I am revising the premise of Thots and Shots to the notion that cultural change brought about by adherence to the philosophy of Deep Ecology can save the planet-and expand our souls. I changed the tagline for the website to “Deep Ecology and the American West.” I even made a logo.
Last August I received a call from my 83 year old mother. “Your father wants to speak with you,” she told me. It is like that with Dad and me, not a lot of direct communication. I told Mom I would come over the next day after dinner. When the time came I was surprised to see my wife, Kirsten, grab her purse and head for the door with me. My father has a reputation for being difficult and there are rarely volunteers to join me in seeing him. Dad is in his mid-eighties and as his oldest offspring I am to be the executor of his will. I thought he might want to talk about some details or arrangements, but when we all sat down around the table together, including Kirsten and Mom, he asked me if I wanted his observatory. I thought he was asking if I coveted his belongings, which I surely do not. But in my own advancing years I may have gained adequate wisdom so that when Kirsten kicked me under the table I ceased my objections and turned to see her silently mouth, eyebrows raised, “This is an honor.”
Dad at his Alpenglow Observatory in Salt Lake City, August 2016
In the economy, as in ecology, diversity is critical. And just as in the environment, our economy is losing diversity. Particularly in the press and newspapers. From a recent article in The Atlantic Magazine, “One analyst told The New York Times last year that 85 percent of all online advertising revenue is funneled to either Facebook or Google—leaving a paltry 15 percent for news organizations to fight over.” How do the journalists get paid who provide the news–for free–that Facebook and Google feed on?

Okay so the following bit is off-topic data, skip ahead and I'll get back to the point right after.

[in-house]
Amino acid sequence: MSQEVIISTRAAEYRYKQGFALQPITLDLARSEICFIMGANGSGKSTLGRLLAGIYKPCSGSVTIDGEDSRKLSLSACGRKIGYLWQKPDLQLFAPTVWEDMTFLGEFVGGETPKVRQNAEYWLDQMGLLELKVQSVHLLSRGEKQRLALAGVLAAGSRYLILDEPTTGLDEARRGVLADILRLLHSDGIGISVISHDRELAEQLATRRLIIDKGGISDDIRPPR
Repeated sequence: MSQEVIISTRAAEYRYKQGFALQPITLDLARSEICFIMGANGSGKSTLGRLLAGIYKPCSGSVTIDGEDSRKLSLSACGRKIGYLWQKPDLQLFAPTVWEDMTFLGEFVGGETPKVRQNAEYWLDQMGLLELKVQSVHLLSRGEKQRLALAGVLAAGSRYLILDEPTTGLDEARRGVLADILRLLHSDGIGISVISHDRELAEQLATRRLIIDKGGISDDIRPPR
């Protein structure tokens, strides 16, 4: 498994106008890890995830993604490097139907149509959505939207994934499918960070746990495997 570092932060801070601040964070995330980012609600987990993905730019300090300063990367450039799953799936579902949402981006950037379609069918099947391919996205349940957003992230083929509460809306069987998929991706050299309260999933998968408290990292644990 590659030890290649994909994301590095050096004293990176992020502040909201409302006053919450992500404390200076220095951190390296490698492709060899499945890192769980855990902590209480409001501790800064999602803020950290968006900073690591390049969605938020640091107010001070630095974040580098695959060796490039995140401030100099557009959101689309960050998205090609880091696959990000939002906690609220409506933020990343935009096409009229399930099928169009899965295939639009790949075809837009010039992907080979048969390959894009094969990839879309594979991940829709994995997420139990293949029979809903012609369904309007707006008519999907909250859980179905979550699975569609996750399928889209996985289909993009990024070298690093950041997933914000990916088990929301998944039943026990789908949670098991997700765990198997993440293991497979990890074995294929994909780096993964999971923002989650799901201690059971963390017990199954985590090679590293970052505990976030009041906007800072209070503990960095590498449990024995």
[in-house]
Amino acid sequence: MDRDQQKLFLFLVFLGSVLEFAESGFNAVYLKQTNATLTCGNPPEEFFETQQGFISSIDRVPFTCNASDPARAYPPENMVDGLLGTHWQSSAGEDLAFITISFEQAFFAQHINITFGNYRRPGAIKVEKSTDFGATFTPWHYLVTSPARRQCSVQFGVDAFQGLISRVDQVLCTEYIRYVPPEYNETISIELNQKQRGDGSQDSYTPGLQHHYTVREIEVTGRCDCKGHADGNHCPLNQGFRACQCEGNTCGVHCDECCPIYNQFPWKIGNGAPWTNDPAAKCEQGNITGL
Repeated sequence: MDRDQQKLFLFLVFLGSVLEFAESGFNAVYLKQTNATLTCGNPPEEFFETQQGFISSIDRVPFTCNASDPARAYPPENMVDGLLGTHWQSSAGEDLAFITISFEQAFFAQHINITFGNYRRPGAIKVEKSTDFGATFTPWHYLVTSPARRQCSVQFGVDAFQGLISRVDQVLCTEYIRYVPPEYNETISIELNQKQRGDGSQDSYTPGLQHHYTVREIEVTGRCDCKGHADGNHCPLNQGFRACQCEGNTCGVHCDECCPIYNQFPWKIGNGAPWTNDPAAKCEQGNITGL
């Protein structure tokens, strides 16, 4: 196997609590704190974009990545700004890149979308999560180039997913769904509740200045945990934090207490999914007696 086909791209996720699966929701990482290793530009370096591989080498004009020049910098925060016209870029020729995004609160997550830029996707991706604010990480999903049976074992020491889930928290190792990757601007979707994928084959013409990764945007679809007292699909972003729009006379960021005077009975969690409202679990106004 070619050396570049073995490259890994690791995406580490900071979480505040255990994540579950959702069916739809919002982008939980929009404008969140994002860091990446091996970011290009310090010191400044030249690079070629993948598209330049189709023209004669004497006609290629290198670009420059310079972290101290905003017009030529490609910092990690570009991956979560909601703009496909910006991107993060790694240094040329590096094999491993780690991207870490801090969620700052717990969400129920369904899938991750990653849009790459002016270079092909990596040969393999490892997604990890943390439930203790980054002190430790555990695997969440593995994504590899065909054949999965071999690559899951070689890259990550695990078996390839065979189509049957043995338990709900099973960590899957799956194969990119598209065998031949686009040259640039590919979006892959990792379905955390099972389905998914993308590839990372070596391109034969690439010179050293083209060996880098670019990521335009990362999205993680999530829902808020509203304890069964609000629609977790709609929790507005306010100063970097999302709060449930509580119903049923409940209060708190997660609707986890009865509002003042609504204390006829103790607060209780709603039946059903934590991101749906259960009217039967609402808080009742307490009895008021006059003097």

Michael Branch completely had me at “Bug.” I too have a vivacious, curious, energetic daughter I raised in the Great Basin and that I nicknamed “Bug.” Although mine was raised not in the wild but in the suburbs of Salt Lake City on the east edge of the Basin with only frequent trips to the Wasatch Mountains and to a remote second home high in the center of the Colorado Plateau. That and she is 32 years old already. Continue reading →
I was so smitten by the red rock canyons and high country of the central Colorado Plateau that in the late 1990’s I built a home there near Torrey, Utah. With the house underway and drawn to the landscape around it, I went for day hike on nearby Boulder Mountain. I hoped to spend a little time writing near Meeks Lake which I anticipated would be a pristine natural alpine lake perched on 11,000 foot high Boulder top. On the way up the mountain I noticed there were a lot of cows and that the grass was hammered everywhere. I hiked around barbed wire fences and cattle guards, all on U.S. National Forest lands. I was surprised that there were always cows on both sides of the cattle guards and that livestock gates were always open. When I arrived at the lake I found it inundated by cows. It looked and smelled like a stockyard. Continue reading →
ALL THE WRONG PLACES is a hero’s journey and the story of the emergence of one of the best of the West’s new writers.
I had the pleasure of meeting Phil Connors at an Association for the Study of Literature and Environment writer’s conference where he was a speaker. Dave Foreman was there too and the three of us had lunch along with my wife and publisher at Torrey House Press, Kirsten Allen. Kirsten ended up sitting with three men who had lost their brothers by their brother’s own hand. It was a moving experience for me, one I still feel and am grateful for. Continue reading →